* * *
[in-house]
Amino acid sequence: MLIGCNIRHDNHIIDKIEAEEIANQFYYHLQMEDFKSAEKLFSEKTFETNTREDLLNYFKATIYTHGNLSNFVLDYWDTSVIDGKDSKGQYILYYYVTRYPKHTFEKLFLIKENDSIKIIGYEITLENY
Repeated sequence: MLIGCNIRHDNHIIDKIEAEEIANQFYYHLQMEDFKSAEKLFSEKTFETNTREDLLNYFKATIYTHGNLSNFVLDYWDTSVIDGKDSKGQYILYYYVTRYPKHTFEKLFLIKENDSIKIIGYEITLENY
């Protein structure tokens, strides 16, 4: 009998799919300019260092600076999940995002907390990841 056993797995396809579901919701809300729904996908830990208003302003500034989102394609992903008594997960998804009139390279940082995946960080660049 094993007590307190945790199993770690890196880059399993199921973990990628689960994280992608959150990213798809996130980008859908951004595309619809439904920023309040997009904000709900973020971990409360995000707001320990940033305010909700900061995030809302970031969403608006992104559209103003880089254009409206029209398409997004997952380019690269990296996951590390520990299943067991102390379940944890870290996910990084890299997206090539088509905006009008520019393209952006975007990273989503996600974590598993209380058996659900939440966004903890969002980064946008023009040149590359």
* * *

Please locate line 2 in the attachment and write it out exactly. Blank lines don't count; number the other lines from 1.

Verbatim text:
Amino acid sequence: MLIGCNIRHDNHIIDKIEAEEIANQFYYHLQMEDFKSAEKLFSEKTFETNTREDLLNYFKATIYTHGNLSNFVLDYWDTSVIDGKDSKGQYILYYYVTRYPKHTFEKLFLIKENDSIKIIGYEITLENY